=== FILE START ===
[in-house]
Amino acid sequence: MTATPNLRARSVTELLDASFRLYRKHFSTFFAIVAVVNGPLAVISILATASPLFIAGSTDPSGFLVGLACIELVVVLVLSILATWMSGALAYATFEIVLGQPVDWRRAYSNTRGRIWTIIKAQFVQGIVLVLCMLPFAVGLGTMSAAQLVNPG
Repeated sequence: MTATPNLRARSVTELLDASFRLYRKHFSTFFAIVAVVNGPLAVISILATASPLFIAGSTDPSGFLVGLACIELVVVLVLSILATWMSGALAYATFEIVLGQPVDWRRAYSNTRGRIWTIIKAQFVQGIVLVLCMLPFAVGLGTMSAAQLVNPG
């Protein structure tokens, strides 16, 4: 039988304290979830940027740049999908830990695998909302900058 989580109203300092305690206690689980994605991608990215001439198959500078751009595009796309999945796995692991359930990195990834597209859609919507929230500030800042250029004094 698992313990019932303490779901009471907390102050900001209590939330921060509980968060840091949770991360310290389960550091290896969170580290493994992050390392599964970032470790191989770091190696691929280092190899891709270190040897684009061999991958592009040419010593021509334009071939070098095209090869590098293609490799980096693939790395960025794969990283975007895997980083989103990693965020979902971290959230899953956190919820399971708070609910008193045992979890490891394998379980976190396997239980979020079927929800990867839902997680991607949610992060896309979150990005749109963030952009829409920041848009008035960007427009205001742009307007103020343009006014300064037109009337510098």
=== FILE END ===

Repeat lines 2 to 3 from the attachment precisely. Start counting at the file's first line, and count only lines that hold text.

Amino acid sequence: MTATPNLRARSVTELLDASFRLYRKHFSTFFAIVAVVNGPLAVISILATASPLFIAGSTDPSGFLVGLACIELVVVLVLSILATWMSGALAYATFEIVLGQPVDWRRAYSNTRGRIWTIIKAQFVQGIVLVLCMLPFAVGLGTMSAAQLVNPG
Repeated sequence: MTATPNLRARSVTELLDASFRLYRKHFSTFFAIVAVVNGPLAVISILATASPLFIAGSTDPSGFLVGLACIELVVVLVLSILATWMSGALAYATFEIVLGQPVDWRRAYSNTRGRIWTIIKAQFVQGIVLVLCMLPFAVGLGTMSAAQLVNPG